This ancient Athenian murder trial centralizes around the expectations of marriage, the role of women in ancient Greece, and the dangers a husband faces after failing to properly supervise his wife. Euphiletus stands accused of the murder of Eratosthenes, his wife’s lover. According to Athenian law, if a husband finds his wife in bed with another man, it is the husband’s right to determine what penalty the male adulterer will face. The Husband could demand he pay a fine, or even justifiably kill him. The time period of Euphiletus’ trial had come to acknowledge financial compensation as the common settlement for such offenses. Eratosthenes’ family is having Euphiletus prosecuted for premeditated murder; leaving Euphiletus to convince a jury
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If we have learned one thing about aristocratic Athenians, it would be the monumental importance of proper image and acceptance among other aristocrats. Looking back at the beginning of the semester, ancient greek poets like Archilochus further defend this assumption as shown in his powerful iambic invective ‘birth control’. Families of high rank where so dependent on their reputation in Athenian society that they would have rather chosen suicide than undergo such embarrassment. For an aristocratic male, rumored illegitimacy of his sons or even daughters would ruin future prosperity and inheritance. It was the same as facing death.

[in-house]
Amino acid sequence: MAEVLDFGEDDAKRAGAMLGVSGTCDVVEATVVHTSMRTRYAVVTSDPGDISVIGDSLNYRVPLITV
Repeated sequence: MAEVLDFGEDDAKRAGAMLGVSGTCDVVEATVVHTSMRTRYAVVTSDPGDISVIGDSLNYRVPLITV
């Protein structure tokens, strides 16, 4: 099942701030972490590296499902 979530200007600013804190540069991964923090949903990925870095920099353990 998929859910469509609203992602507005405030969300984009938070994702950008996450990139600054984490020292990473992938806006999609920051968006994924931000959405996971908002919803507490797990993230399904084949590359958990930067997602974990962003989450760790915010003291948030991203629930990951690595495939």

Euphiletus then turns away from using emotional pleas to sway the jury to cementing his innocence with concrete evidence-armed with witnesses and the laws of Athens towards adulterers. By gathering up neighbors to intrude on Eratosthenes and catch him in the physical act, he is provided proof by each of their testimonies that Euphiletus killed Eratosthenes in the required situation specified by the law to make the murder legal. Which mandates that in order to carry out a death punishment the man must catch the adulterer in the physical act.
Euphiletus ends with his strongest evidence he has, and that is the law of Athen’s itself. He first has the clerk of court read aloud Solon’s law for adulterer’s :
“an adulterer may be put to death by the man who